By TED CARTER
Every so often someone walks into the Innovate Mississippi office certain he has devised a surefire perpetual motion machine.
Tony Jeff will probably be the one hearing the claim.
The market indeed needs a machine that outputs more energy than it takes in. But what the Ridgeland office of Innovate Mississippi wants to see today is a great idea with a good chance of taking in a lot more dollars than it puts out, said Jeff, who joined the non-profit economic development agency in 2001 and took over as its CEO in 2010.
The great ideas are out there. You just have scour Mississippi to find them, he said.
“We work with more companies now than probably was originally envisioned,” he said. “We figure we need to throw a wide net.
“The system we have developed can cover 125 companies a year, maybe 150. We give them the tools to succeed and let the market decide which one will succeed.”
The best bet, Jeff said, is spotting a company’s potential at its conception stage and helping to gear the innovation to market demands rather than an inventor’s fancy. “We want to help them develop that part of the product that the market needs,” said Jeff, owner of undergraduate and graduate engineering degrees who previously worked spotting market opportunities for auto parts maker Delphi Automotive.
That the enterprise may carry risks is not a large concern to Innovate Mississippi. In fact, companies selected are expected to have risks, Jeff said.
The risks make the businesses unlikely candidates for a bank loan but a good candidate for a helping hand from Innovate Mississippi. “We don’t work well with restaurants, retail and real estate,” Jeff said. “Those are all bankable deals.”
A typical business assisted by Innovate Mississippi has a technology that may or may not work. Nor does it have any guarantee anyone will buy it, Jeff said.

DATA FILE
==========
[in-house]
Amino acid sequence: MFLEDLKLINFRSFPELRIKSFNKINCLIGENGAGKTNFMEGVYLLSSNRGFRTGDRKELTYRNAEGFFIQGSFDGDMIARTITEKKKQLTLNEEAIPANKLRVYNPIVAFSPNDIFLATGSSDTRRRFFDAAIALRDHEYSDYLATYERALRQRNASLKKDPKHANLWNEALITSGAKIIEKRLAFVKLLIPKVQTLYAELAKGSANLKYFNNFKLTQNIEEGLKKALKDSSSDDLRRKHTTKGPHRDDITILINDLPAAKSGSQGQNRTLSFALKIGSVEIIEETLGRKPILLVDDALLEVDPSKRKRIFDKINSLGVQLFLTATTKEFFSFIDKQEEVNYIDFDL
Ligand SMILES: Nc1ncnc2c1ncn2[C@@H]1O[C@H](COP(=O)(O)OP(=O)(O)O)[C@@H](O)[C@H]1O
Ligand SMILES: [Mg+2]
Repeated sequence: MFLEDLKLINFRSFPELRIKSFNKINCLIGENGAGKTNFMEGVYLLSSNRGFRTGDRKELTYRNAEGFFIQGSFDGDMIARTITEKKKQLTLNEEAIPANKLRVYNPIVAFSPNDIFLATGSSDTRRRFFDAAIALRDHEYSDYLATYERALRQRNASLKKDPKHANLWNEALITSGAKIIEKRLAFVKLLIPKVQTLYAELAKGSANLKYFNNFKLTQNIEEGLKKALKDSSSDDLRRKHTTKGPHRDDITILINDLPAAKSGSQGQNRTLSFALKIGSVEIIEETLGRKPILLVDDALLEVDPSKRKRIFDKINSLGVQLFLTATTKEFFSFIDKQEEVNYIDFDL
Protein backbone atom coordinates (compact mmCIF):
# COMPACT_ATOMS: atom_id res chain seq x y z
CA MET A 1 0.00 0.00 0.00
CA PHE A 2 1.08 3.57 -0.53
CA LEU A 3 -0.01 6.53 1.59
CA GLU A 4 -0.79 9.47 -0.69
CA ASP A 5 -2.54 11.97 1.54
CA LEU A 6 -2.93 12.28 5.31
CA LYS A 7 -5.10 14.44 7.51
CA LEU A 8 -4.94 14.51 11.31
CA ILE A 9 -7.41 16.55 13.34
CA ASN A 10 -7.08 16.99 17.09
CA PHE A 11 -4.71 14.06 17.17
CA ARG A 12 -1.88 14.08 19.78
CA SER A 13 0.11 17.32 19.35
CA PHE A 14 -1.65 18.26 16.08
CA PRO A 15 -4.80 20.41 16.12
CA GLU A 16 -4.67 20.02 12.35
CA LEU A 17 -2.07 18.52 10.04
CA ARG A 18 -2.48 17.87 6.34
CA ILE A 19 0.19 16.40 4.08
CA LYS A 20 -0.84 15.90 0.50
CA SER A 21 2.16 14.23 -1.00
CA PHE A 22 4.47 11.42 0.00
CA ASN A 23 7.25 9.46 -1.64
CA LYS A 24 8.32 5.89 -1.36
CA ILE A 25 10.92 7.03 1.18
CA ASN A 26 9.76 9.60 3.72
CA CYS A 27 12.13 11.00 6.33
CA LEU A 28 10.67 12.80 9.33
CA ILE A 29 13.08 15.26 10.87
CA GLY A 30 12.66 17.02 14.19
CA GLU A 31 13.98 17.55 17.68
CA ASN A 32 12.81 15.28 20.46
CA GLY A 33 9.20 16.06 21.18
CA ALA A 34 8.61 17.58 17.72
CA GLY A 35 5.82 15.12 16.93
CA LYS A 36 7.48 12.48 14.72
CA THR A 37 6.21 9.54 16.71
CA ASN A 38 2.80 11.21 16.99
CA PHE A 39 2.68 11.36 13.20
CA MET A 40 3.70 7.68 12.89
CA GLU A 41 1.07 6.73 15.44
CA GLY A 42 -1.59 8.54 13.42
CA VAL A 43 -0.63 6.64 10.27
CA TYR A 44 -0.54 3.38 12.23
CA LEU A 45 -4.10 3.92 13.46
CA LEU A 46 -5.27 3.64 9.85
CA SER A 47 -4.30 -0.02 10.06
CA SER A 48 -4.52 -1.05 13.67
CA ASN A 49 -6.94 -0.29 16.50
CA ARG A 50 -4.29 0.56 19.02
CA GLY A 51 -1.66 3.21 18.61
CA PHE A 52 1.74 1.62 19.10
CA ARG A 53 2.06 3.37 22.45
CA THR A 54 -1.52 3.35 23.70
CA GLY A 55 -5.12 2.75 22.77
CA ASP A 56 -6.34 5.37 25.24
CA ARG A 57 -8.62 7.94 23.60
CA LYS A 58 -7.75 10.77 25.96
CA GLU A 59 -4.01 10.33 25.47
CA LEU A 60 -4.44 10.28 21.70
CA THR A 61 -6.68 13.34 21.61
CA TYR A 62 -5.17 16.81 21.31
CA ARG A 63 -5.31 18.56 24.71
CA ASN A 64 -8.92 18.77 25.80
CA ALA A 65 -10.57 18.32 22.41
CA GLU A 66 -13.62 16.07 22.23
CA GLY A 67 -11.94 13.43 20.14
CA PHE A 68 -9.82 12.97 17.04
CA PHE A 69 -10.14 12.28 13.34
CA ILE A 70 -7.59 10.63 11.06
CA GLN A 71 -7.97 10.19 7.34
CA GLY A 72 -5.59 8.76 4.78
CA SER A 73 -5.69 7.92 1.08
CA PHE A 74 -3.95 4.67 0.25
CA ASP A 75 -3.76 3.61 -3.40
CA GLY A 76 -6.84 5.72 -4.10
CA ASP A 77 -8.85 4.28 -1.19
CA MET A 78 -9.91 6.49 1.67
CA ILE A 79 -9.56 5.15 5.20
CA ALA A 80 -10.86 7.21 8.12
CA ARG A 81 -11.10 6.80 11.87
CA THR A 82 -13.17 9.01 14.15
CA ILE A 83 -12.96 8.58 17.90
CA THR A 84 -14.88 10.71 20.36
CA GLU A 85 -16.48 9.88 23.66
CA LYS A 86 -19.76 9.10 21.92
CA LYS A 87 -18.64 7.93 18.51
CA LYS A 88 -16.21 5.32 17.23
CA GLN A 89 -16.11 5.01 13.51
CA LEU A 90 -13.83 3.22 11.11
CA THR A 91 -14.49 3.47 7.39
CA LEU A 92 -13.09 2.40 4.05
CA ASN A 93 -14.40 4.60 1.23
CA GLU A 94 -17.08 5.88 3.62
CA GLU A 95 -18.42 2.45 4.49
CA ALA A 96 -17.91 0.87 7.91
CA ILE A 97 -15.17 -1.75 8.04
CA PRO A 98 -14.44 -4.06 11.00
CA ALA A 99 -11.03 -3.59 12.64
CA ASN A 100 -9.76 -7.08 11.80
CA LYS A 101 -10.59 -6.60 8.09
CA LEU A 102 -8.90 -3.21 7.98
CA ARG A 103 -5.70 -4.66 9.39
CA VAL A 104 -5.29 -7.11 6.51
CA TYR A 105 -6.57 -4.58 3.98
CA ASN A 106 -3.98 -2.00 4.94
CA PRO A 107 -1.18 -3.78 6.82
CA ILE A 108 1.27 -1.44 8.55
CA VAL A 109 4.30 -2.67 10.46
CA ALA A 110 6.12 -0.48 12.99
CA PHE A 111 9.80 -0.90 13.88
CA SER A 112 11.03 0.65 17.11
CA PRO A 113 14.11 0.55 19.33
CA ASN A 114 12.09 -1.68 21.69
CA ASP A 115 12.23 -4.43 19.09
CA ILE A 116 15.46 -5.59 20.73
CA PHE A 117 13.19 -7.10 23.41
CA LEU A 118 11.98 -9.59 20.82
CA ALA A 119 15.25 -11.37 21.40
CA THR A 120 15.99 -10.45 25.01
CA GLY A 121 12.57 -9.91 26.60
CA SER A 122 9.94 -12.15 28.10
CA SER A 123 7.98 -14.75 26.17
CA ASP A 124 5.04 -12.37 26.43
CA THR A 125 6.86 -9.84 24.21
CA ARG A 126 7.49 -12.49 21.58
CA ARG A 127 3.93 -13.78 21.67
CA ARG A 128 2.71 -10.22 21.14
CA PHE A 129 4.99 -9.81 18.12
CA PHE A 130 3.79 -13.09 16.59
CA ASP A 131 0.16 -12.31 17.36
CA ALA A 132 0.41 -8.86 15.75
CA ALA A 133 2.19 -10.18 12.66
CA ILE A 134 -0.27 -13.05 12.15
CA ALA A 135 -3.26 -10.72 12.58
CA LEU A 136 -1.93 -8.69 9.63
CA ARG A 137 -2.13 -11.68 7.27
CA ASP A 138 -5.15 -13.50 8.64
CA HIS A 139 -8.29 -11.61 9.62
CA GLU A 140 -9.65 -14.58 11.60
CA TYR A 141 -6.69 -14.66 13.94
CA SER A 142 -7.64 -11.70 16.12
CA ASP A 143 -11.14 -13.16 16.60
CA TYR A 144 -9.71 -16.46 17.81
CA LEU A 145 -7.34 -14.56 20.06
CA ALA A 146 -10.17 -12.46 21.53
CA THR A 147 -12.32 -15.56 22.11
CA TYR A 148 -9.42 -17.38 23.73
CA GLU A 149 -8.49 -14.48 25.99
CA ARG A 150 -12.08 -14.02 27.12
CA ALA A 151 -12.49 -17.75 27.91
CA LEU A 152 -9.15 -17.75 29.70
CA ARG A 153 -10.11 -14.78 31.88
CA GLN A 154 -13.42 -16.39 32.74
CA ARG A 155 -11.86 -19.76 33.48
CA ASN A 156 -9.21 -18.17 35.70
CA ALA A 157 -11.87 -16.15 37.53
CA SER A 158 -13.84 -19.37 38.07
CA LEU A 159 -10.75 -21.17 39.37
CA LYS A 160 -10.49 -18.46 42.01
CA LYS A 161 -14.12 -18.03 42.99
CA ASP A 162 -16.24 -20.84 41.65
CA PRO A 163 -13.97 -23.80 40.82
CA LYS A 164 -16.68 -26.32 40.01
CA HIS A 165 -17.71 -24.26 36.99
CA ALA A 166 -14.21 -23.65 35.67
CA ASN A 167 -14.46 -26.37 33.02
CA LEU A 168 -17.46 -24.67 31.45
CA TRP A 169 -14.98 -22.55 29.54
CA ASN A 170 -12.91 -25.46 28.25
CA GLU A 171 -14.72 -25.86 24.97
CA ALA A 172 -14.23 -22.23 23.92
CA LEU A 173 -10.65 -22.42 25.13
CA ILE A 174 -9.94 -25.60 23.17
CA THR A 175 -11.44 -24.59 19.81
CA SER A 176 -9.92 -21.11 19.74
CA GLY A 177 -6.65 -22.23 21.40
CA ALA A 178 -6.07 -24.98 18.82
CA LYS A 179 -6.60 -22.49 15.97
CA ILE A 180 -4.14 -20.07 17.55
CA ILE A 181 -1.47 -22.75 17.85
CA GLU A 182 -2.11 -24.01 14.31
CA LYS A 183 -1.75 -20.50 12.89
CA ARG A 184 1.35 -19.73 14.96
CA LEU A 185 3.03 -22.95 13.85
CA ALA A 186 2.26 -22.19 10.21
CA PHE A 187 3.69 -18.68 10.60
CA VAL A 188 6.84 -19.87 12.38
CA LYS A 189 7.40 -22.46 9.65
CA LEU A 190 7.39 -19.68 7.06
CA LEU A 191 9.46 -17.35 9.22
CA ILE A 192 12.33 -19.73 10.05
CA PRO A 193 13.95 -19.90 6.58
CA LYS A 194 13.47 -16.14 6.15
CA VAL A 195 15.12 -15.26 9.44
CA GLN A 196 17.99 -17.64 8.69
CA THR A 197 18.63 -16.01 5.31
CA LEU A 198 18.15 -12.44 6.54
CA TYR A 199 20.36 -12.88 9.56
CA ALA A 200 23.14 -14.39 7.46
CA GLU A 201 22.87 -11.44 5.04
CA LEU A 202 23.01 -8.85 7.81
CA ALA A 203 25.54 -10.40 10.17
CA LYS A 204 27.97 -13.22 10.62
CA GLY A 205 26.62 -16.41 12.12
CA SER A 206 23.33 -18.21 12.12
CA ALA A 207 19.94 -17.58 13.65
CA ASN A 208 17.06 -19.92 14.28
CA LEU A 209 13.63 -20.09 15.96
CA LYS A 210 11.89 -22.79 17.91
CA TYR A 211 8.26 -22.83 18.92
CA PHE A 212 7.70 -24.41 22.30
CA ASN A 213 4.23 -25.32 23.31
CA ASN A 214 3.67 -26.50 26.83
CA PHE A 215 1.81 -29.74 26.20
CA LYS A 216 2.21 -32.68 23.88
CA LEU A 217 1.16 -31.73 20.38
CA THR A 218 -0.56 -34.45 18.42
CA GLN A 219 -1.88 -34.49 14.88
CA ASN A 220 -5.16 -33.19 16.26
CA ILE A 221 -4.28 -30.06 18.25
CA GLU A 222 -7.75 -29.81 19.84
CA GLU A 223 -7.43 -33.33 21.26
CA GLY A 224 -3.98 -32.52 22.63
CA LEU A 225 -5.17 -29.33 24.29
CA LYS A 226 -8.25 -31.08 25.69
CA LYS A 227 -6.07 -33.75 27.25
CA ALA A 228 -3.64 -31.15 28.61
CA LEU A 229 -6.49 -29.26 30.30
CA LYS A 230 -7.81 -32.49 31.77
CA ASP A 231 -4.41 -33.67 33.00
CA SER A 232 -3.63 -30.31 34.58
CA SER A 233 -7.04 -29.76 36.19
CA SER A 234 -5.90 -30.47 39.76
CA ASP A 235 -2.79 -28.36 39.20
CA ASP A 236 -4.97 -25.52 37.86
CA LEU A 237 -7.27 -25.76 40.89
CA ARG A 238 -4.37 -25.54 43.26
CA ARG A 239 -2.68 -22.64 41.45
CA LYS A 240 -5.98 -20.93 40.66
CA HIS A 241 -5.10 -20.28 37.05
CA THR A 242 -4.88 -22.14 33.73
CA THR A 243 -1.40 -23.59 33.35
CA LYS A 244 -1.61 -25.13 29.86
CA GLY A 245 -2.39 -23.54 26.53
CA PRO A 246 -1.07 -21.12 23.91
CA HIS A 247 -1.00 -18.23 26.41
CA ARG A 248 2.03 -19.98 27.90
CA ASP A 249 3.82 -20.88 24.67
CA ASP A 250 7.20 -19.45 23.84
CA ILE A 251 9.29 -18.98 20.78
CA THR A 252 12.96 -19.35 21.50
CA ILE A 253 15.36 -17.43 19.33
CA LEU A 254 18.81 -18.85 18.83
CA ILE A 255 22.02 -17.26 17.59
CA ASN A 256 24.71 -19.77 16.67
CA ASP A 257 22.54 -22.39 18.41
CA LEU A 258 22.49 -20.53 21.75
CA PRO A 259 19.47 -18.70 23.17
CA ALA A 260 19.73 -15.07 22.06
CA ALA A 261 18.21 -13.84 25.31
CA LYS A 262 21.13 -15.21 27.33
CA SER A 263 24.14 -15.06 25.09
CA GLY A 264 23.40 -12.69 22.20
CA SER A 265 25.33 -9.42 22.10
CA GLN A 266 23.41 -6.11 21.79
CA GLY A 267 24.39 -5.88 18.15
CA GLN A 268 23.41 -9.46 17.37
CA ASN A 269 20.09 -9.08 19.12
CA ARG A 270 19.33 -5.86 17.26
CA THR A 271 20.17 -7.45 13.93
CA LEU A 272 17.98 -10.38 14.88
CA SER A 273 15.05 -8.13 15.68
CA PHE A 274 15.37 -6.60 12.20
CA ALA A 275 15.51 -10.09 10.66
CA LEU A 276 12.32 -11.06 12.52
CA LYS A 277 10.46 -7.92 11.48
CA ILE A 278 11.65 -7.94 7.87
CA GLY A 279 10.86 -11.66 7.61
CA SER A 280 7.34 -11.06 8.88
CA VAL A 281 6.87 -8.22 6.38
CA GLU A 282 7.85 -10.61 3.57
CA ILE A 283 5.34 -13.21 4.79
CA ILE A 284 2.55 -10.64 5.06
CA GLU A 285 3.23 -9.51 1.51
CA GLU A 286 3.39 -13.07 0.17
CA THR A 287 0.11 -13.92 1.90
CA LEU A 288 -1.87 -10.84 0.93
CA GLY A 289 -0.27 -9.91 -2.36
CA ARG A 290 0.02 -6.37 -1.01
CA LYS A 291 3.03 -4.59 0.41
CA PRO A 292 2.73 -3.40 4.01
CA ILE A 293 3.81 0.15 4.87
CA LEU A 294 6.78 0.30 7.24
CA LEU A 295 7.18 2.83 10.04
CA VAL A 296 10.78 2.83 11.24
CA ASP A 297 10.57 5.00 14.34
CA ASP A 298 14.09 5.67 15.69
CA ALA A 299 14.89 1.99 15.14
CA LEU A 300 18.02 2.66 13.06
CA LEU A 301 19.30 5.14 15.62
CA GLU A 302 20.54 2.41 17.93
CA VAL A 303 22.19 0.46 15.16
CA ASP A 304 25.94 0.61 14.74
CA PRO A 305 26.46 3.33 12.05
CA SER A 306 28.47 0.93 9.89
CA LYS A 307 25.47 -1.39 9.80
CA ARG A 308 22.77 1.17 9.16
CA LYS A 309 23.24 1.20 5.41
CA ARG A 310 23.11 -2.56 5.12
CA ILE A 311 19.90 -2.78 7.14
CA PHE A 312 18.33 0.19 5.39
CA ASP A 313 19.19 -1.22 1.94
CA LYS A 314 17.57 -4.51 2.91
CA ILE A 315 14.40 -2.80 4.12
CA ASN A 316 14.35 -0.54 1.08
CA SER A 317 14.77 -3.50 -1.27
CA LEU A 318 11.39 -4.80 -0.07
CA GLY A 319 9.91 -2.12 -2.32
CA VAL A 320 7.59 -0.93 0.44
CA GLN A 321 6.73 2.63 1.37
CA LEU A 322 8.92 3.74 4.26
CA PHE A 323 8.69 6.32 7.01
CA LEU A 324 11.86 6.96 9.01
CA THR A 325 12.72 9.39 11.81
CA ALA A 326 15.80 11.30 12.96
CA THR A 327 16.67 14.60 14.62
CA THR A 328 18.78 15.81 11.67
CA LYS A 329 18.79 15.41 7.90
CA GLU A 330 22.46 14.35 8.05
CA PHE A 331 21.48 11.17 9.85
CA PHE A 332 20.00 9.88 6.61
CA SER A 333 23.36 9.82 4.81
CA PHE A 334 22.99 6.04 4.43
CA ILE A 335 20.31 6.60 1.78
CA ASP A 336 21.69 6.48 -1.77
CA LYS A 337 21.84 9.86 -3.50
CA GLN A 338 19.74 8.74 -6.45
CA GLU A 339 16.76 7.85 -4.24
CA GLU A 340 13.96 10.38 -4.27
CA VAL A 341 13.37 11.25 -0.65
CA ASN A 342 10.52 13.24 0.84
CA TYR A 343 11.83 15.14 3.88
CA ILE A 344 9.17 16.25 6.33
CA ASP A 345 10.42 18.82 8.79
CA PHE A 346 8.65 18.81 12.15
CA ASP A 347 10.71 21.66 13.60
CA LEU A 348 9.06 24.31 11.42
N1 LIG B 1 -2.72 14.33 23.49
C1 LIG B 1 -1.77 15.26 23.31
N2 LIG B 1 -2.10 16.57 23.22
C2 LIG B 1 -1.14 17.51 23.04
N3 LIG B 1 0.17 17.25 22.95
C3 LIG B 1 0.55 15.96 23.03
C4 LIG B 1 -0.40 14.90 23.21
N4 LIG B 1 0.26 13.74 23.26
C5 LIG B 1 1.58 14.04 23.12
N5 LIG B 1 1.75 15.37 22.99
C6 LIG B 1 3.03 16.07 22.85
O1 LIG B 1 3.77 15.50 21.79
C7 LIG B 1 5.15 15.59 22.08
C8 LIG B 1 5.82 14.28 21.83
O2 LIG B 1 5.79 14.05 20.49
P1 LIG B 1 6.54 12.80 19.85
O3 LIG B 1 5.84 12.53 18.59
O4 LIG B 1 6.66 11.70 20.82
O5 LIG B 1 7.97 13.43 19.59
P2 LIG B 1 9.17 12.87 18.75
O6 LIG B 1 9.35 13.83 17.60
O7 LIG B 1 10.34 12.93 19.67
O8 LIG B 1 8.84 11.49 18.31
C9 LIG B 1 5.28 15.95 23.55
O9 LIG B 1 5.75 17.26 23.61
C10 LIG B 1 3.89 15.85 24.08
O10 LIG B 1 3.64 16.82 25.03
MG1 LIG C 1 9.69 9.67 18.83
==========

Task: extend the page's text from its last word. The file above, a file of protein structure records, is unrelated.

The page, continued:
An identifiable potential is the key, he said.
Innovate Mississippi has a network of angel investors and is able to draw from the Mississippi Seed Fund, a 2007 allocation from the Legislature that has about $1 million remaining. An Innovate Mississippi investment board reviews and selects companies for the seed funding.
“The seed fund is intended to be used along with a research grant or private investment,” he said.
Companies can get up to $100,000 if working with a university research grant and the same amount if matched by investors, according to Jeff.
The fund is replenished once companies assisted by Innovate Mississippi begin generating revenue, he said. “This is not a grant. It is an investment.”
In some instances, the company repays the seed funding and in others Innovate Mississippi converts the funding into ownership shares in the company.
The organization today has about $2.4 million invested in companies backed by angel investors, Jeff said.
Innovate Mississippi is still adding to its roster of angel investors, most of whom are either Mississippians or people who went to school in Mississippi.
Innovate Mississippi initially evaluates concept-stage companies through a rigorous online checklist developed by Dr. Randy Goldsmith, former Innovate CEO. The checklist helps Innovate Mississippi determine whether a technologically risky company is worthy of assistance, Jeff said.
“We connect them to resources they need to continue down the development path,” he added, and noted the resources are often attorneys specialized in patents, business formation or securities, as well Web developers and marketing and research professionals.
Securing money is often the last step, Jeff said.
And at some point, the creator of the enterprise must decide how far to go in terms of individual commitment. “If they are going to lineup on this, they must be prepared to quit their day job,” he said.
Looking ahead, Jeff said he sees an easing of some of the difficulties in obtaining venture capital and expects capital availability to increase significantly as the concept of crowd funding matures. He said he is specially encouraged by creation of the Mississippi investment site peerelevatefunding.com, a website portal to help connect investors with companies seeking to raise capital.
“We now have resources that allow any Mississippian to invest,” Jeff said. “This could really change the landscape.”
Jeff said investment in start-up companies is higher than ever and the regions receiving the investments are more varied than in past years. Not too long ago, 70 percent of venture capital deals occurred in California.
“That is not the case anymore.” Jeff said. “The Southeast can have half of what California has.”